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03.17.16

Patents Roundup: Software Patents After Alice, Apple and Samsung, Jawbone and Fitbit

Posted in America, Apple, Patents, Samsung at 6:23 am by Dr. Roy Schestowitz

New Bilski Blog chart
Credit: Bilski Blog

Summary: A bunch of stories of interest regarding the USPTO, which is the world’s most dominant patent office

THIS is the latest update regarding the US patent system, which increasingly shows some positive signs (getting tougher on software patents) but still facilitates a lot of avoidable aggression, and not just by patent trolls.

AliceStorm Versus Software Patents

“The US patent system (or Congress) needs to reconsider whether software patents should be issued at all.”Bilski Blog calls/dubs "AliceStorm" the phenomenon of patent squashing after Alice (2014). A lot of these are software patents, which are abstract. Looking at some of the latest posts about this [1, 2, 3] (the last one was cited here before), we now have the chart at the top. It shows that most of the time, by a large margin, Alice successfully buries software patents. The USPTO needs to heed the warning from courts (not just the Supreme Court but dozens more). The US patent system (or Congress) needs to reconsider whether software patents should be issued at all.

Apple and Samsung

Apple started attacking Samsung several years ago because Apple cannot compete based on merit. Apple wants to make Android more expensive and also Apple’s cash cow. That is similar to what Microsoft has been doing. “Samsung and Apple Were Top Targets for Patent Suits in 2015″ says a new headline from Fortune, noting:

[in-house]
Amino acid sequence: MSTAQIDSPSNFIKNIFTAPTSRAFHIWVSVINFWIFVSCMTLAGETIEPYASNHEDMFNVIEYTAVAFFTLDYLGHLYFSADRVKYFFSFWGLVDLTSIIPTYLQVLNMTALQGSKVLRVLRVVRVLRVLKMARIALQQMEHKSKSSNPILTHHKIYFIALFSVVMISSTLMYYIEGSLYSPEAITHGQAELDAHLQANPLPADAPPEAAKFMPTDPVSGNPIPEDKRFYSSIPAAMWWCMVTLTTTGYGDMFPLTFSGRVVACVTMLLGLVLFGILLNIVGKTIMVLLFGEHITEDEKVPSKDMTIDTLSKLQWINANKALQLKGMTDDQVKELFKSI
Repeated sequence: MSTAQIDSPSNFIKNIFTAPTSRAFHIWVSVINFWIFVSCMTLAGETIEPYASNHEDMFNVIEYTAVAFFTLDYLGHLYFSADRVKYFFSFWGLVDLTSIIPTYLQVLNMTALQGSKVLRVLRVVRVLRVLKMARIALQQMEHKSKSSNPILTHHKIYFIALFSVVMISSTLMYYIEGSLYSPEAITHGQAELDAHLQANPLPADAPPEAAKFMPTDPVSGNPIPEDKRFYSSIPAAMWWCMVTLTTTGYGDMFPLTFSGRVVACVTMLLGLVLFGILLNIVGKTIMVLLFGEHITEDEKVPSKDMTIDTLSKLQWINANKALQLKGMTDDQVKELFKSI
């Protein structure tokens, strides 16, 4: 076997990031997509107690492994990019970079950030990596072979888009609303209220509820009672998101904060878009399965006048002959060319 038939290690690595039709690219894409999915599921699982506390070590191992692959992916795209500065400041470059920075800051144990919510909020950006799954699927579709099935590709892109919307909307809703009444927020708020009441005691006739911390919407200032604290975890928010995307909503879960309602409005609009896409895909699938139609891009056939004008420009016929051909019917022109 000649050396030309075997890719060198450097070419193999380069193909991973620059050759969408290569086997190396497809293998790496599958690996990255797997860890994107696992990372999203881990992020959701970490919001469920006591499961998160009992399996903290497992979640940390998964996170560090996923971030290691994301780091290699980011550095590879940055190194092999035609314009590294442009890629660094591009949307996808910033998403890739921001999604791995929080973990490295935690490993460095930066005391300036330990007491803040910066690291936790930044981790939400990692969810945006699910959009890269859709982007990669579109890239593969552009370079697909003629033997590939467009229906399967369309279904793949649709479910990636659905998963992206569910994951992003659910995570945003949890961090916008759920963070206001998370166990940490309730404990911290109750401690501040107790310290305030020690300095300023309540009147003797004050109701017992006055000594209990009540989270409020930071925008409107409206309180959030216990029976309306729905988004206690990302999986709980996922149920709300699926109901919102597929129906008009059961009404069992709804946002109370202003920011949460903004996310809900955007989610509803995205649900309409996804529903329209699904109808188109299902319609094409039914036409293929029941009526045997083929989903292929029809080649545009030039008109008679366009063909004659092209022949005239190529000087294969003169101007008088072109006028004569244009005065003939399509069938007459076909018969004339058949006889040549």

The country’s two most popular phone makers, Apple AAPL and Samsung, are still getting smacked by dozens of lawsuits from so-called “patent trolls,” which are shell companies that make no products.

Meanwhile, a single district in Texas, which the late Justice Antonin Scalia once branded a “renegade jurisdiction,” continues to occupy an outsize role in this ongoing patent pileup.

Those are two of the most notable takeaways that can be found in a new report on U.S. patent trends in 2015. Published by patent analytics firm Lex Machina, the report adds new grist to a debate over U.S. innovation policy at a time when patent reform in Congress has foundered once again.

“With Alice still fresh in people’s mind (although apparently forgotten by some Justices, based on newly-circulated rumours), Apple is likely to lose.”“Blame Texas for the latest patent pile-up falling on Apple and Samsung,” says this person, cited by Florian Müller who added this Friday watchlist alert. Müller wrote: “Earlier this month (on Friday, March 4), the Supreme Court of the United States already had Samsung’s December 2015 petition for writ of certiorari (request for Supreme Court review) in Apple’s design patents case on its agenda. It’s nothing unusual for a case to be relisted, and it happened in this case. There was no weekly conference last Friday, so this cert petition will be discussed this week, and we’ll know the decision (unless there’s another relisting) on Monday morning.”